DOE Isotope Program Highlights

News highlights from all participating national laboratories, university facilities, and other research institutions which feature work from the U.S. Department of Energy Isotope Program can be found here.

Image courtesy of Brookhaven National Laboratory Depiction of a titanium-44/scandium-44 generator. The generator consists of a hydroxamate-based resin undergoing scandium-44 elution with hydrochloric acid.

Scientists Identify an Alternative System for Producing the Medical Isotope Scandium-44

An easy-to-use system can increase the availability of PET imaging agents to more patients.
Image courtesy of Jonathan Engle, University of Wisconsin. Summary of the production process for radioisotopes of scandium using recyclable, enriched calcium.

Researchers Improve Production for Short-Lived Scandium Radioisotopes

Hard to produce in quantities and purities appropriate for human use, scandium radioisotopes have potential for imaging cancer.
The binding of At-211 with mono- and diketones with different bond strengths. Image courtesy of Jon Burns, University of Alabama at Birmingham

Tunable Bonds: A Step Towards Targeted At-211 Cancer Therapy

Scientists can tune the strength of astatine-211 bonds with chemicals called ketones, laying the groundwork for a new class of radiopharmaceuticals.
Image courtesy of Brown, M.A., Metal Oxide Sorbents for the Separation of Radium and Actinium, Industrial & Engineering Chemistry Research, 59, 20472-20477 (2020). [DOI: 10.1021/acs.iecr.0c04084] The separation of radium and actinium is a major component in the production, distribution, and purity of targeted alpha therapy isotopes. This image shows the separation profiles of radium (purple) and actinium (green) across a zirconia resin.

Scientists Develop Inorganic Resins for Generating and Purifying Radium and Actinium

Research advances the chemistry and improves the purity of isotopes for targeted alpha therapy used in the treatment of cancers.
Image courtesy of Gauthier Deblonde, Lawrence Livermore National Laboratory This photograph is a rare example of a curium compound (isotopes Cm-248/246). This is a Cm(III)-polyoxometalate complex isolated and characterized using the newly proposed technique that required only 1-10 micrograms of the precious radioisotope.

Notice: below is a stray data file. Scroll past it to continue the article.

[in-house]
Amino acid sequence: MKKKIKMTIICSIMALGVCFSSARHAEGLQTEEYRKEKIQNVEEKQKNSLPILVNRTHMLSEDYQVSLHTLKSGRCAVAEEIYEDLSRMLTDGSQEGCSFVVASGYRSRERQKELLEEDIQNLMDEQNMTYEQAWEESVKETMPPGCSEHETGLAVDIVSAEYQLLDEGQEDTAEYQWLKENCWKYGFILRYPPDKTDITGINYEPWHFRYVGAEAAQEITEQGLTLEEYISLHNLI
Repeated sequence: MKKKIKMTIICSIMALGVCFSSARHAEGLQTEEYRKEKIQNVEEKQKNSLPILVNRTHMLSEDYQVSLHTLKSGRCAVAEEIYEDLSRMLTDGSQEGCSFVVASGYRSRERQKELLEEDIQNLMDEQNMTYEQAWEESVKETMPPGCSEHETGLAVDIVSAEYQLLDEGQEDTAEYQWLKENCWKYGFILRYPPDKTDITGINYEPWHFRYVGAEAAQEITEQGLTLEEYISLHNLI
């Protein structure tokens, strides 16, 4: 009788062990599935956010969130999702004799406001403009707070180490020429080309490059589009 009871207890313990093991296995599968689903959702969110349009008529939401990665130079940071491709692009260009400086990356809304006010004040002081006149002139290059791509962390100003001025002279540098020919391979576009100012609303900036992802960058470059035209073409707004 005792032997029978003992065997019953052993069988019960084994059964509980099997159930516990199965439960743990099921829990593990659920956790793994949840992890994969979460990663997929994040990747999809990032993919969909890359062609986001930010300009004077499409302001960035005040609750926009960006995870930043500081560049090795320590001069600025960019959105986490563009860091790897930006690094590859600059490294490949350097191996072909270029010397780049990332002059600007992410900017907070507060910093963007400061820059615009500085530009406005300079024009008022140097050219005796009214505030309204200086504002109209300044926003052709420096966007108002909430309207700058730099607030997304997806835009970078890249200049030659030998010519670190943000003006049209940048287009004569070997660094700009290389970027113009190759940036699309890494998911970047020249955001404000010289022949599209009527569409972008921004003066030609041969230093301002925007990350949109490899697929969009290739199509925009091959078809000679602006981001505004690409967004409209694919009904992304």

New Strategy Can Harvest Chemical Information on Rare Isotopes with a Fraction of the Material

A newly proposed approach aids chemical studies of rare, toxic, radioactive, and precious isotopes by requiring 1,000 times less material.
Image courtesy of Jaimee Janiga, Oak Ridge National Laboratory

Getting Purer Berkelium, Faster than Ever

This new method individually separates heavy metals — an actinide chemist’s dream.
Left: production rate as a function of proton energy of parent radioisotopes selenium-72 (Se-72) (1) & germanium-68 (Ge-68) (2). Right, a Positron Emission Tomography (PET) image of a patient with metastatic colon cancer, obtained using gallium-68 (Ga-68)

Fighting Cancer on Earth and in Space Using High-Energy Protons

Scientists on Earth use high-energy protons to create isotopes to detect and treat cancer. In space, however, these same high-energy protons can pose a risk to spacecraft and the health of the astronauts traveling in them.
Image courtesy of Texas A&M University The medical radioisotope astatine is separated from bismuth then loaded into a resin column. Once dry, the column is packed for shipping so the astatine can be sent for use at a cancer treatment center.

Cancer Countermeasures on a Column

University researchers produce a novel method of shipping the promising medical isotope astatine-211
Image courtesy of Oak Ridge National Laboratory and Army Research Laboratory. Direct deposition of a radioisotope source onto a converter. This can improve conversion of the radioisotope source’s beta decay emissions to electricity by using two converters instead of one. The result is greater power density for the power source.

New Approach to Radioisotope Power Sources for Improved Efficiency, Long Life

NextGen power sources may satisfy the need for long-term, compact power for use in remote or extreme environments.
Image courtesy of Carlos Jones, Oak Ridge National Laboratory Researcher Sandra Davern looks at non-radioactive metal ions enclosed in biodegradable polymers in her lab at Oak Ridge National Laboratory. Her work is paving the way for enclosing isotopes in the same polymers for targeted treatment of cancer cells.

Enclosing Radiation-Loaded Particles to Better Seek and Destroy Cancer

Promising study details how radioactive agents could be sent directly to cancer cells.